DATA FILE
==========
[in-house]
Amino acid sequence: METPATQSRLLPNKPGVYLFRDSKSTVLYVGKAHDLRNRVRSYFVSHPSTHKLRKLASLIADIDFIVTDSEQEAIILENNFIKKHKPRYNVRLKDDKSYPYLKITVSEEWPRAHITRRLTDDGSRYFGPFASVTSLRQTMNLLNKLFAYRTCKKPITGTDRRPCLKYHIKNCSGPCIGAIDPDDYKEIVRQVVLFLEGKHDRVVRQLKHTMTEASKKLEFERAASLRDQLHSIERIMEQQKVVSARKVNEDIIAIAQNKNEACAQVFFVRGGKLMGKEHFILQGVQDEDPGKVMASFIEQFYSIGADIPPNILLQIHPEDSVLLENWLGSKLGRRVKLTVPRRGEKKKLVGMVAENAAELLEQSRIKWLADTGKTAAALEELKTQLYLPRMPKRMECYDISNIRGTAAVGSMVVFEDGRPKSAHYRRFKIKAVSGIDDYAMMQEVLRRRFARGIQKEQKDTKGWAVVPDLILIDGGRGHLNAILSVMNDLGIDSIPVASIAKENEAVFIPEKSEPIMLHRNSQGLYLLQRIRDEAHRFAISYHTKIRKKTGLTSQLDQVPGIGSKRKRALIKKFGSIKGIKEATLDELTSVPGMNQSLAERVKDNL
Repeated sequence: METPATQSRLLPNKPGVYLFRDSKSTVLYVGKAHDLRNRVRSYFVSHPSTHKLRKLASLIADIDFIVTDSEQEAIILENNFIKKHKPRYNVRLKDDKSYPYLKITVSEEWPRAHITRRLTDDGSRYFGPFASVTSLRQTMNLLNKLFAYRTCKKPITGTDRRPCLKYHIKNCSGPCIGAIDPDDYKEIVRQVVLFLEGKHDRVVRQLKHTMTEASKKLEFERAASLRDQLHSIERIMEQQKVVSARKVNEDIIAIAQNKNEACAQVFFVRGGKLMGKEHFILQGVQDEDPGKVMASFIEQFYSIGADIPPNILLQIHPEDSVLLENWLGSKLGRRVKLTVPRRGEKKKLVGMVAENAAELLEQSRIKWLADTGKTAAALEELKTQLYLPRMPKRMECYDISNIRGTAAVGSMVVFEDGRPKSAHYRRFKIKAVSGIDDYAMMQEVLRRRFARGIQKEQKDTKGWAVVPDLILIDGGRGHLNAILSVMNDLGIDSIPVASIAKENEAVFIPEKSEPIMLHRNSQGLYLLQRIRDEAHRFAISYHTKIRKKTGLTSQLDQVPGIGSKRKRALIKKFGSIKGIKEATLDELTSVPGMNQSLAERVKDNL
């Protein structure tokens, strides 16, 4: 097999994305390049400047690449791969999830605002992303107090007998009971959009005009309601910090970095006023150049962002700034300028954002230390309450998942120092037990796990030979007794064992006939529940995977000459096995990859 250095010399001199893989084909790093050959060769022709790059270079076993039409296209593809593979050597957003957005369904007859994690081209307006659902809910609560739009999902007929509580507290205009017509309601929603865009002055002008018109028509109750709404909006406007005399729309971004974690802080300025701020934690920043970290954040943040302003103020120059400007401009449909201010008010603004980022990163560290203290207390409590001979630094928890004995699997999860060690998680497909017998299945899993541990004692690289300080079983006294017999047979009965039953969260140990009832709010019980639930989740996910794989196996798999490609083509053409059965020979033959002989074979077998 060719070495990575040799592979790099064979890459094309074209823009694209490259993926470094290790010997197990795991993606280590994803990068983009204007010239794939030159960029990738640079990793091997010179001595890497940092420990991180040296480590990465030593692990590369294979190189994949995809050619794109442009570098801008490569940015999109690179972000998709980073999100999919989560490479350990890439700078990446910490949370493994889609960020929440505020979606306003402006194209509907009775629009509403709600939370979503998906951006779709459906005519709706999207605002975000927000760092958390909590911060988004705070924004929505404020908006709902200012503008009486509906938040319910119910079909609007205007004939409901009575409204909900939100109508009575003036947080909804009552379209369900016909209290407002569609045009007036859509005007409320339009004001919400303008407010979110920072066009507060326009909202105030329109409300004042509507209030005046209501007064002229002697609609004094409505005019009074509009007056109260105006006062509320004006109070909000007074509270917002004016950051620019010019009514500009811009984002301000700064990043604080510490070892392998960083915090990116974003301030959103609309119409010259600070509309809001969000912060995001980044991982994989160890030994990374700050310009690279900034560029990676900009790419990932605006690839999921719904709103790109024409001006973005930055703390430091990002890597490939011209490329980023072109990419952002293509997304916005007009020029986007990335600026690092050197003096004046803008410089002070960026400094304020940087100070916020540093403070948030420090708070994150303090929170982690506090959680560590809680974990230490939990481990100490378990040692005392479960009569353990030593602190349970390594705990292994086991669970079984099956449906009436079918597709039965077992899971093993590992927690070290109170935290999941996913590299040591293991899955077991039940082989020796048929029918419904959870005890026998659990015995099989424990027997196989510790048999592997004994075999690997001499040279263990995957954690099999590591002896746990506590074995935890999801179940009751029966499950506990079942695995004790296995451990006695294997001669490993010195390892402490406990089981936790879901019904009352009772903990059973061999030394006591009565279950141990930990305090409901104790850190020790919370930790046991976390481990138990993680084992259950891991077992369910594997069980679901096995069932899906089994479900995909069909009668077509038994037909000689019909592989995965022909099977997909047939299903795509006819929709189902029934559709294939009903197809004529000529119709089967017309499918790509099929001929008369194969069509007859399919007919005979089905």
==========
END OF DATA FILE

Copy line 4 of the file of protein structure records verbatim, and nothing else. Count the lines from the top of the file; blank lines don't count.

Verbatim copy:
């Protein structure tokens, strides 16, 4: 097999994305390049400047690449791969999830605002992303107090007998009971959009005009309601910090970095006023150049962002700034300028954002230390309450998942120092037990796990030979007794064992006939529940995977000459096995990859 250095010399001199893989084909790093050959060769022709790059270079076993039409296209593809593979050597957003957005369904007859994690081209307006659902809910609560739009999902007929509580507290205009017509309601929603865009002055002008018109028509109750709404909006406007005399729309971004974690802080300025701020934690920043970290954040943040302003103020120059400007401009449909201010008010603004980022990163560290203290207390409590001979630094928890004995699997999860060690998680497909017998299945899993541990004692690289300080079983006294017999047979009965039953969260140990009832709010019980639930989740996910794989196996798999490609083509053409059965020979033959002989074979077998 060719070495990575040799592979790099064979890459094309074209823009694209490259993926470094290790010997197990795991993606280590994803990068983009204007010239794939030159960029990738640079990793091997010179001595890497940092420990991180040296480590990465030593692990590369294979190189994949995809050619794109442009570098801008490569940015999109690179972000998709980073999100999919989560490479350990890439700078990446910490949370493994889609960020929440505020979606306003402006194209509907009775629009509403709600939370979503998906951006779709459906005519709706999207605002975000927000760092958390909590911060988004705070924004929505404020908006709902200012503008009486509906938040319910119910079909609007205007004939409901009575409204909900939100109508009575003036947080909804009552379209369900016909209290407002569609045009007036859509005007409320339009004001919400303008407010979110920072066009507060326009909202105030329109409300004042509507209030005046209501007064002229002697609609004094409505005019009074509009007056109260105006006062509320004006109070909000007074509270917002004016950051620019010019009514500009811009984002301000700064990043604080510490070892392998960083915090990116974003301030959103609309119409010259600070509309809001969000912060995001980044991982994989160890030994990374700050310009690279900034560029990676900009790419990932605006690839999921719904709103790109024409001006973005930055703390430091990002890597490939011209490329980023072109990419952002293509997304916005007009020029986007990335600026690092050197003096004046803008410089002070960026400094304020940087100070916020540093403070948030420090708070994150303090929170982690506090959680560590809680974990230490939990481990100490378990040692005392479960009569353990030593602190349970390594705990292994086991669970079984099956449906009436079918597709039965077992899971093993590992927690070290109170935290999941996913590299040591293991899955077991039940082989020796048929029918419904959870005890026998659990015995099989424990027997196989510790048999592997004994075999690997001499040279263990995957954690099999590591002896746990506590074995935890999801179940009751029966499950506990079942695995004790296995451990006695294997001669490993010195390892402490406990089981936790879901019904009352009772903990059973061999030394006591009565279950141990930990305090409901104790850190020790919370930790046991976390481990138990993680084992259950891991077992369910594997069980679901096995069932899906089994479900995909069909009668077509038994037909000689019909592989995965022909099977997909047939299903795509006819929709189902029934559709294939009903197809004529000529119709089967017309499918790509099929001929008369194969069509007859399919007919005979089905």